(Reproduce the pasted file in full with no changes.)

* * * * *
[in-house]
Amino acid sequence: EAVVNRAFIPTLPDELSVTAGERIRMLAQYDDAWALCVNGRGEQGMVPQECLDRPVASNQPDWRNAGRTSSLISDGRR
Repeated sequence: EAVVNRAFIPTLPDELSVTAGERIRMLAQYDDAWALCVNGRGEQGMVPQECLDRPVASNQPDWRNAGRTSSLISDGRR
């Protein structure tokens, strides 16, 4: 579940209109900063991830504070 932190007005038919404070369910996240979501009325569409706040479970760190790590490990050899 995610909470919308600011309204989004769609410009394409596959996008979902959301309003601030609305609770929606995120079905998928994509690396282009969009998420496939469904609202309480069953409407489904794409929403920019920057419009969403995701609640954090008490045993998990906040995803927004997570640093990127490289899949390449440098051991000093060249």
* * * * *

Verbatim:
[in-house]
Amino acid sequence: EAVVNRAFIPTLPDELSVTAGERIRMLAQYDDAWALCVNGRGEQGMVPQECLDRPVASNQPDWRNAGRTSSLISDGRR
Repeated sequence: EAVVNRAFIPTLPDELSVTAGERIRMLAQYDDAWALCVNGRGEQGMVPQECLDRPVASNQPDWRNAGRTSSLISDGRR
């Protein structure tokens, strides 16, 4: 579940209109900063991830504070 932190007005038919404070369910996240979501009325569409706040479970760190790590490990050899 995610909470919308600011309204989004769609410009394409596959996008979902959301309003601030609305609770929606995120079905998928994509690396282009969009998420496939469904609202309480069953409407489904794409929403920019920057419009969403995701609640954090008490045993998990906040995803927004997570640093990127490289899949390449440098051991000093060249």